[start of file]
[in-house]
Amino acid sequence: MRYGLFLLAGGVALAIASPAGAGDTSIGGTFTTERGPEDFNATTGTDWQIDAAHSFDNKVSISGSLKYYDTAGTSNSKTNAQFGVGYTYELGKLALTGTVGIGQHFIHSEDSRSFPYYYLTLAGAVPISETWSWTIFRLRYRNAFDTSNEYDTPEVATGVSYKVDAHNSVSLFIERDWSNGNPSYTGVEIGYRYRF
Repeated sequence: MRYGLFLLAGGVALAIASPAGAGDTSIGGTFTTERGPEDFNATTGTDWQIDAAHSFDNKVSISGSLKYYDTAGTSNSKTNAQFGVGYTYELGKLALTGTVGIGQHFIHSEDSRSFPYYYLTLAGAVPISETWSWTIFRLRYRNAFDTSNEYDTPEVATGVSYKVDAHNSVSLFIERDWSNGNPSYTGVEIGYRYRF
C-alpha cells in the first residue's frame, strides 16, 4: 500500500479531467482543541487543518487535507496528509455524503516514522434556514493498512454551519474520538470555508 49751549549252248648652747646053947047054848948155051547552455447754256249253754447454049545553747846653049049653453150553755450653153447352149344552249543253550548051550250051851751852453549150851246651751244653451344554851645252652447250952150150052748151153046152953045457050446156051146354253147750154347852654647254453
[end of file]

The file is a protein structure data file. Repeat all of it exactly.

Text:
[in-house]
Amino acid sequence: MRYGLFLLAGGVALAIASPAGAGDTSIGGTFTTERGPEDFNATTGTDWQIDAAHSFDNKVSISGSLKYYDTAGTSNSKTNAQFGVGYTYELGKLALTGTVGIGQHFIHSEDSRSFPYYYLTLAGAVPISETWSWTIFRLRYRNAFDTSNEYDTPEVATGVSYKVDAHNSVSLFIERDWSNGNPSYTGVEIGYRYRF
Repeated sequence: MRYGLFLLAGGVALAIASPAGAGDTSIGGTFTTERGPEDFNATTGTDWQIDAAHSFDNKVSISGSLKYYDTAGTSNSKTNAQFGVGYTYELGKLALTGTVGIGQHFIHSEDSRSFPYYYLTLAGAVPISETWSWTIFRLRYRNAFDTSNEYDTPEVATGVSYKVDAHNSVSLFIERDWSNGNPSYTGVEIGYRYRF
C-alpha cells in the first residue's frame, strides 16, 4: 500500500479531467482543541487543518487535507496528509455524503516514522434556514493498512454551519474520538470555508 49751549549252248648652747646053947047054848948155051547552455447754256249253754447454049545553747846653049049653453150553755450653153447352149344552249543253550548051550250051851751852453549150851246651751244653451344554851645252652447250952150150052748151153046152953045457050446156051146354253147750154347852654647254453